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Creatinine as a GFR marker? Watch

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    So, GFR and creatinine concentration have an inversely proportional relationship, as I'm aware.

    And so, if creatinine is higher isn't that a good thing as it's a molecule which is reabsorbed so it indicates the kidney function is good?

    I've just started the kidney unit, and I'm very confused so I apologise for how illiterate I sound haha..
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    Creatinine is pretty much all filtered, not reabsorbed - hence why it's used as a marker of filtration. The better your kidneys filter out things like creatinine i.e. your glomerular filtration rate, the less creatinine you should have in your blood. And conversely if your kidneys aren't working properly, they're not going to be filtering out things, including creatinine, so you'll have a high level and it will suggest your kidney function isn't so hot.

    Creatinine relates to the on-going process of muscle turnover so greater muscle mass will give you naturally higher levels and vice versa, which can skew things a bit. Also ethnicity and some other factors. Very very tiny amounts of creatinine are reabsorbed but it's essentially negligible, although there is a biological test you can do using molecules which are even more exclusively excreted than creatinine. But even with all this in mind, for a given person creatinine is good to show relative changes in filtration and you can take them into account when considering an individual's creatinine, so basically it's a good surrogate marker of filtration for all these reasons.

    That is my understanding of it, anyway.
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    (Original post by seaholme)
    although there is a biological test you can do using molecules which are even more exclusively excreted than creatinine. .
    Yes - Inulin is the classic ideal filtration market for GFR, but it involves continuous intravenous infusion and multiple repeat blood and urine collections, So creatinine clearance is measured instead (eGFR) and used as a proxy.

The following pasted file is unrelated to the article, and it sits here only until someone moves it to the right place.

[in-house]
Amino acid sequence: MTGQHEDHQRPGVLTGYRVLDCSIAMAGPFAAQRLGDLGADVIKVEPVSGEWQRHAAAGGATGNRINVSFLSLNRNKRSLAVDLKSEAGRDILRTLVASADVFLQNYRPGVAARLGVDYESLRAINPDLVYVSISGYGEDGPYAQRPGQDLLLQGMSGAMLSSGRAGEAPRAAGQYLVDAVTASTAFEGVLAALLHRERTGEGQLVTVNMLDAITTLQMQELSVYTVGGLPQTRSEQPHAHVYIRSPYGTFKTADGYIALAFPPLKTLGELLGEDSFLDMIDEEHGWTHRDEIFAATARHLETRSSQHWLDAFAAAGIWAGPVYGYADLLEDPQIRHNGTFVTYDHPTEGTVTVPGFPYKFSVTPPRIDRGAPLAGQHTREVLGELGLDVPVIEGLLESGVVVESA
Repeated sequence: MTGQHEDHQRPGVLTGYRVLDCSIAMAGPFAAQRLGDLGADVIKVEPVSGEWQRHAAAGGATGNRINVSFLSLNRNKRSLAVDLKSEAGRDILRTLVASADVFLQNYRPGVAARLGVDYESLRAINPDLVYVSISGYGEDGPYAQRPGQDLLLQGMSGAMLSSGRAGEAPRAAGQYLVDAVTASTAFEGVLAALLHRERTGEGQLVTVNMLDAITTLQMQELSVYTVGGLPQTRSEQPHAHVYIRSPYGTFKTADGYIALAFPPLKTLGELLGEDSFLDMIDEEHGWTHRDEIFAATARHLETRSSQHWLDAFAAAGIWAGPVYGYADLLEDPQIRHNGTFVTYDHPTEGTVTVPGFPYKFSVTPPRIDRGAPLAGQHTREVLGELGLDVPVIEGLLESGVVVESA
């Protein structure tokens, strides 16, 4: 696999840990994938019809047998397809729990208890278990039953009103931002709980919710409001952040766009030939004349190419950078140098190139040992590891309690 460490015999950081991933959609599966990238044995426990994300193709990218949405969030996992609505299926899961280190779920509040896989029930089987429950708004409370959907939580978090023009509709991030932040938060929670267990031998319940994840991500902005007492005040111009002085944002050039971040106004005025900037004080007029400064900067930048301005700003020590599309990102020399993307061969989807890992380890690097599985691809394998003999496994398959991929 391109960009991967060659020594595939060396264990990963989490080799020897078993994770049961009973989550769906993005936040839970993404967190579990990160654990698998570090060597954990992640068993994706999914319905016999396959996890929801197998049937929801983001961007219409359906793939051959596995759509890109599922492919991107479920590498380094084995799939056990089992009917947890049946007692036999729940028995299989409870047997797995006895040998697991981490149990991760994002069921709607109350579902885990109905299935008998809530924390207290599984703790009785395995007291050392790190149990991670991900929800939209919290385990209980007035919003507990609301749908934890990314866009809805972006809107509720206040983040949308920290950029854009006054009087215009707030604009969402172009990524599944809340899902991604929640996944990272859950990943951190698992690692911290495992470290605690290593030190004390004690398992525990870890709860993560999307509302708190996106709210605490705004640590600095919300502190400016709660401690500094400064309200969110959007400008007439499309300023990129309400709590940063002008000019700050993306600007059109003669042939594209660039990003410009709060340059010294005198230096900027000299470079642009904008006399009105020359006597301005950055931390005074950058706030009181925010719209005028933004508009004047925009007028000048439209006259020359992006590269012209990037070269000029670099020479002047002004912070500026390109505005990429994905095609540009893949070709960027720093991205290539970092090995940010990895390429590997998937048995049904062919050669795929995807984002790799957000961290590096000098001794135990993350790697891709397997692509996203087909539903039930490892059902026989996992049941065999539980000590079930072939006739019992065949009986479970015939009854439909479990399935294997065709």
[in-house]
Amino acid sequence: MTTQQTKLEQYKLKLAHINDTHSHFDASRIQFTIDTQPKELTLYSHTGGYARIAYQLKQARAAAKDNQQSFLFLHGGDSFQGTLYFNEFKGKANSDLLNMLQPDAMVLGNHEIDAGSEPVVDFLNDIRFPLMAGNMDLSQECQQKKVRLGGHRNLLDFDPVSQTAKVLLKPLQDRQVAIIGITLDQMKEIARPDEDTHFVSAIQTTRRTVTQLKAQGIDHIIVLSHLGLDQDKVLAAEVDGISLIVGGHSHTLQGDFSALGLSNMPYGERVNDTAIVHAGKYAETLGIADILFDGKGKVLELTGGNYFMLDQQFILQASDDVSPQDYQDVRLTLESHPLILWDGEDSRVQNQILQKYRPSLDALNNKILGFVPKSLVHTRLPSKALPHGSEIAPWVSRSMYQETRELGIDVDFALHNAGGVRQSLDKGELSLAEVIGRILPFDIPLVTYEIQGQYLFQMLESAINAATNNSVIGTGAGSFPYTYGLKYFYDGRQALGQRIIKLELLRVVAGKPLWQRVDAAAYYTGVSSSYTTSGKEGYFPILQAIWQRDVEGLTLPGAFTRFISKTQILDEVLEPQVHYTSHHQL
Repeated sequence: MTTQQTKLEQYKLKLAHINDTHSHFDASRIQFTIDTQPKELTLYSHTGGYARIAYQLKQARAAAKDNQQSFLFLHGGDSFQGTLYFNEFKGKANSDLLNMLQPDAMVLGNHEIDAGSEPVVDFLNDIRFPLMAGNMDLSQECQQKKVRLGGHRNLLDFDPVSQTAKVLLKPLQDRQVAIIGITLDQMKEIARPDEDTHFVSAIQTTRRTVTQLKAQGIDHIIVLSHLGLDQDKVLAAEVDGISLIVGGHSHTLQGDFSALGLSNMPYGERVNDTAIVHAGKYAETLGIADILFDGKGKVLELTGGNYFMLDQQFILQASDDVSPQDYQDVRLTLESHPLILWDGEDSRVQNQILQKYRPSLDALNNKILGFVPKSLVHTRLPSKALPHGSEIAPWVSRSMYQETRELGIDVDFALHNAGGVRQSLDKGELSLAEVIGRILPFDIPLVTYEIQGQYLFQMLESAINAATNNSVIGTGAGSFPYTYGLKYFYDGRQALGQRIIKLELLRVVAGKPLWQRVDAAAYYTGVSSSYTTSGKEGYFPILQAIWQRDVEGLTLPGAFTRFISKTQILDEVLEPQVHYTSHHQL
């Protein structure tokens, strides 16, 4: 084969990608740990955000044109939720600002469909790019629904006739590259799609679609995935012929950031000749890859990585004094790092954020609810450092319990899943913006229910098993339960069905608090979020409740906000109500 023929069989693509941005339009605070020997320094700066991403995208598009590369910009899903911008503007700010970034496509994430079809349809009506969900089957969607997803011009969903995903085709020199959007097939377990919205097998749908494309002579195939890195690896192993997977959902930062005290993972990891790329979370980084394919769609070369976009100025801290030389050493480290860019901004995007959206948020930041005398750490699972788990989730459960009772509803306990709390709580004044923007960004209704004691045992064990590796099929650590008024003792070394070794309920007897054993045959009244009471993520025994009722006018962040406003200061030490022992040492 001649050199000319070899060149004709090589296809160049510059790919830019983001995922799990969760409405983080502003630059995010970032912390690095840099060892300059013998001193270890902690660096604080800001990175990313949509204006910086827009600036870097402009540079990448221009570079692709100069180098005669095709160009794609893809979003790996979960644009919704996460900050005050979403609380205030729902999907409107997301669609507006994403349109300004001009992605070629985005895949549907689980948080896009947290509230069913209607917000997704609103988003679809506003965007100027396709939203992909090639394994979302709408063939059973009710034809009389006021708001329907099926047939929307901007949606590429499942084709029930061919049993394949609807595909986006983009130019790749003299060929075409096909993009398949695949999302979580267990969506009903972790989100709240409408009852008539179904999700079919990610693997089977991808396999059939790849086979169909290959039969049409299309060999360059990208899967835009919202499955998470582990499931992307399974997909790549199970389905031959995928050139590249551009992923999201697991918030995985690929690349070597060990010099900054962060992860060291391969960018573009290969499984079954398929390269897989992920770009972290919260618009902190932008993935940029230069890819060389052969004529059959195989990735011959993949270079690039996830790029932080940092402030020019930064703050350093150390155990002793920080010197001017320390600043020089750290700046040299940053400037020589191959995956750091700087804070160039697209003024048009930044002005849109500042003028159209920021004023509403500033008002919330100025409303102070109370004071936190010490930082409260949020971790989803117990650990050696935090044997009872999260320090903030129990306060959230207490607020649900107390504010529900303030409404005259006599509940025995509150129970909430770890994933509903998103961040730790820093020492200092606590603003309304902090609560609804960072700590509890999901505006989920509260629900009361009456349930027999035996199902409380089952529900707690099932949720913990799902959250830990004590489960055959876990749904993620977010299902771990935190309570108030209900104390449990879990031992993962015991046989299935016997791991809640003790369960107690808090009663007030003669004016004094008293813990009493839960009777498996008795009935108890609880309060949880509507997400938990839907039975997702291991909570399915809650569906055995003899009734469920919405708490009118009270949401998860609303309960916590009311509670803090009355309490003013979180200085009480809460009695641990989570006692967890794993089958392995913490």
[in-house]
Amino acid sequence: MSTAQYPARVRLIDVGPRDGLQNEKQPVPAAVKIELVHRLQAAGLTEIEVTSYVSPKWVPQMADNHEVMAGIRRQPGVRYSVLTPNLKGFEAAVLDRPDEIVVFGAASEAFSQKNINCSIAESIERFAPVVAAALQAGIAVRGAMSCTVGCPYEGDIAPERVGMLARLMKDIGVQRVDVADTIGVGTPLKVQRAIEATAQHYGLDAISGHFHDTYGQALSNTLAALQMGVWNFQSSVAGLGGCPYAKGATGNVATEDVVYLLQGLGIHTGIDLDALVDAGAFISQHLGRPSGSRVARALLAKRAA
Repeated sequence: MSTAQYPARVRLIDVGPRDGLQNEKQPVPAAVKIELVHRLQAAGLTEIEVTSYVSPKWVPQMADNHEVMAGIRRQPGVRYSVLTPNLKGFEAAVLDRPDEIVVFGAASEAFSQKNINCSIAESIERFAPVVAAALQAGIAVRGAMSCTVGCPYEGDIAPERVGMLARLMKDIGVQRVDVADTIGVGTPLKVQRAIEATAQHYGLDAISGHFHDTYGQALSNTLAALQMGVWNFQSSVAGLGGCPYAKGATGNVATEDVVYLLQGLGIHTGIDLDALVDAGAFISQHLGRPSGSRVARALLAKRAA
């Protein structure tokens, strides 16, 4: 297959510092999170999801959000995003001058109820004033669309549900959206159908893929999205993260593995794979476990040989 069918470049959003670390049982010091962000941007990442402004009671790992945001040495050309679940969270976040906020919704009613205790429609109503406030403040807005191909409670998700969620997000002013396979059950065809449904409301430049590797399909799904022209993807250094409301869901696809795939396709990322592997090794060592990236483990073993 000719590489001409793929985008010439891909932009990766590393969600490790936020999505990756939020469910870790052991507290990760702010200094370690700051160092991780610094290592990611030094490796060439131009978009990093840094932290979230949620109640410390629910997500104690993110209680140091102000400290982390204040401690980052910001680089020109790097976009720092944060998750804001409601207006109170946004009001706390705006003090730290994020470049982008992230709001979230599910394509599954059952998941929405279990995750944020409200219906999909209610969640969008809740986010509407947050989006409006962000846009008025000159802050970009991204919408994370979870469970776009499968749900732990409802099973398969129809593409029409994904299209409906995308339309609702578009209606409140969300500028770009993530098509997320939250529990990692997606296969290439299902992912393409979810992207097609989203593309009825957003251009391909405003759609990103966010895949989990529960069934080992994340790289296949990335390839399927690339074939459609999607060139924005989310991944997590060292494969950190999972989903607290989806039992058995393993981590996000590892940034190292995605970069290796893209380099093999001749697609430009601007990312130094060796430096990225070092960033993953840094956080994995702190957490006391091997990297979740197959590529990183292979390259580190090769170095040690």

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    (Original post by MedStudentt)
    So, GFR and creatinine concentration have an inversely proportional relationship, as I'm aware.

    And so, if creatinine is higher isn't that a good thing as it's a molecule which is reabsorbed so it indicates the kidney function is good?

    I've just started the kidney unit, and I'm very confused so I apologise for how illiterate I sound haha..
    GFR stands for glomerular filtration rate. Reabsorption occurs in the kidney tubules, not the glomeruli - so when we're looking at GFR we are interested in how well the glomeruli are able to filter blood, not reabsorb molecules.

    We can't measure glomerular filtration directly, but we can observe how quickly the kidneys are able to clear a given molecule and we can derive a glomerular filtration rate from that. These molecules essentially act as markers of renal function - if they are being filtered very slowly and accumulating in the serum rather than being excreted, that's an indication that there is something affecting the nephron's filtering ability.

    In a physiology lab, you can use the plant starch inulin, radionuclides, or iohexol as markers to measure how quickly the kidneys are filtering. However, since we don't have stocks of inulin lying around on hospital wards and since we can't infuse patients with it easily, we need to find a more practical marker with which to measure filtration.

    This is where creatinine comes in - it's an endogenous byproduct of muscle metabolism, it doesn't need to be infused, and we can quickly measure it in the serum. It provides a value quite close to that of inulin i.e. tells us how well the glomeruli are filtering blood.

    If we took blood and urine samples from a patient over a 24 hour period, we would be able to derive a 24 hour creatinine clearance value which would tell us about their GFR. However, again, this is not something that is practical in a clinical setting, so instead we can calculate an estimated GFR using equations which take into account the patient's gender/weight/ethnicity/age (you might have heard of the MDRD/Cockroft-Gault equations) and based on that we can think about whether there have been any deteriorations in renal function.
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    It's also worth remembering that creatinine doesn't change instantly. If you suddenly had a GFR of 0 your creatinine would only go up by maybe 100 per day if that. It's use to approximate GFR is only valid in the chronic setting (I always see people using the measure in acute kidney injury and it's super frustrating)
 
 
 
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Updated: May 19, 2017
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